The mobile payment world is still a confusing space with a lot of land grabbing and jostling going on. But with mobile payment adoption still slow due in part to a lack of cooperation in the industry, some of the biggest players may finally be ready to work together and perhaps even create some interoperability between the new payment systems.
VentureBeat is reporting that the Electronic Transactions Association, a trade association for the payment industry, has formed a Mobile Payments Committee, that will include all four of the top U.S. carriers — Verizon, AT&T, Sprint and T-Mobile — as well as Google, Isis, PayPal, VeriFone, and Intuit. The goal of the committee would be to help guide legislators and regulators on mobile payment public policy, sort out the different business relationships between the members and work on education for consumers and merchants. The real challenge would be to allow the systems like PayPal, Isis, Google Wallet and others to work together, something the committee will try to take on.
Cooperation could be very beneficial in helping mobile payments grow. Right now, the fact that until recently Verizon largely stymied efforts to expand Google Wallet to their devices, has shown how in-fighting can prevent different players from expanding. And it also sows confusion for consumers and merchants, who don’t know which system makes sense for them. That can hold back overall adoption of mobile payments. So it’s nice to see some of the different payment companies joining hands, though it would be even better to get more startups like Square on board.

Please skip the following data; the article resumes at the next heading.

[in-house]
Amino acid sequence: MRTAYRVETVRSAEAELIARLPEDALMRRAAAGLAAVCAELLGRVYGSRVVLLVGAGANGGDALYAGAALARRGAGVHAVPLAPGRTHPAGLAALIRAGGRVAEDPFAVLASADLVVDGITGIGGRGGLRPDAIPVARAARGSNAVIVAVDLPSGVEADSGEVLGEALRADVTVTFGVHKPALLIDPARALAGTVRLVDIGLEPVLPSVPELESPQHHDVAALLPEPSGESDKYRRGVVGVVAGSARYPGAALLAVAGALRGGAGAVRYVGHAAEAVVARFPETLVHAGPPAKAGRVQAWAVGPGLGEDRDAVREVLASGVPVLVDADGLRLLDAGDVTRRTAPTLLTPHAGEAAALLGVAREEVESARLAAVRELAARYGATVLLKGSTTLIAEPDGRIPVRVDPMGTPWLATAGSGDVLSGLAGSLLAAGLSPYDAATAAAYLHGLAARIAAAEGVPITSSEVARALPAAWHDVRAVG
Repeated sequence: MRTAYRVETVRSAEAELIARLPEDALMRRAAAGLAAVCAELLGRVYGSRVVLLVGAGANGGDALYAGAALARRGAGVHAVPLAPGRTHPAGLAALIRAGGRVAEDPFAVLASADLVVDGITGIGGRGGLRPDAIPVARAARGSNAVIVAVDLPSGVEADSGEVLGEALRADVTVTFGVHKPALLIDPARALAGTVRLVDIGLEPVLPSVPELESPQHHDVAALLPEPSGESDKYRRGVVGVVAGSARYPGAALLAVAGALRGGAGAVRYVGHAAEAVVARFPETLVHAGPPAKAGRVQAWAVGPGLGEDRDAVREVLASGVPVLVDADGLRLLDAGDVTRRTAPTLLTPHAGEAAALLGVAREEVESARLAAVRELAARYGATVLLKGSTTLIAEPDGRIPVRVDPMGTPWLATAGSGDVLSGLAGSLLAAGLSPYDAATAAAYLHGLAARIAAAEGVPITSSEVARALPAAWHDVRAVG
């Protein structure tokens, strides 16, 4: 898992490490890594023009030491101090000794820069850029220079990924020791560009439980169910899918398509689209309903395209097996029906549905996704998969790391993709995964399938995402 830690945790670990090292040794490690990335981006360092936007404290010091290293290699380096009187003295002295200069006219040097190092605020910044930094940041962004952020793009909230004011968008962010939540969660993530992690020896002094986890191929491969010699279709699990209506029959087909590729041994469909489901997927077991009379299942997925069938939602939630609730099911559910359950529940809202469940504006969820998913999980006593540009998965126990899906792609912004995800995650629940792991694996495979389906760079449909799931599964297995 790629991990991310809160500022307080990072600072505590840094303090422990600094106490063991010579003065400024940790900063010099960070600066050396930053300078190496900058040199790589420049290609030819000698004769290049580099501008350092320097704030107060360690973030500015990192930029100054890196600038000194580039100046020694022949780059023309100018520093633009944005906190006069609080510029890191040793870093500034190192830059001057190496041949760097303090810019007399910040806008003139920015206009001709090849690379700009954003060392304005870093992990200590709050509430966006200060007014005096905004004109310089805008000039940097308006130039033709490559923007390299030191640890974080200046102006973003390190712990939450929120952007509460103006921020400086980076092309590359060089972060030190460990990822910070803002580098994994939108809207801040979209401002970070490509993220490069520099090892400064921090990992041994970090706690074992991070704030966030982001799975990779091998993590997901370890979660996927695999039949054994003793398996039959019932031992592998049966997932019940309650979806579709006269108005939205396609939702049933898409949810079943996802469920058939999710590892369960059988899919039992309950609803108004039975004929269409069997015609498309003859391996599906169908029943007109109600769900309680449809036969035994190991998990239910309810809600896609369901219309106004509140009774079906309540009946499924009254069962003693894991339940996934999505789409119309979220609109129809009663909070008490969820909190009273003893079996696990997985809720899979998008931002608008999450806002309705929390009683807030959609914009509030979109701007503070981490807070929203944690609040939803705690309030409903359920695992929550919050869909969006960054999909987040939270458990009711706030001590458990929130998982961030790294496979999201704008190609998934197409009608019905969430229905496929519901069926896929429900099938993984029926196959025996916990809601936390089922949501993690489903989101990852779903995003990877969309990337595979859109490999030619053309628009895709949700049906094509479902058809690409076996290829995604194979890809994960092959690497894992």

But I think it will be hard to actually force the major players to cooperate on interoperability. My sense is that it’s still too early and most of the companies would be reluctant to hand over too much control to others. The main players are more likely to find common ground on things like on general policy and education, basic industry stuff. And if this committee is like a lot of committees, it’s likely to move slowly. So don’t expect too much, too quickly. We’re still in the early innings of the mobile payment game.
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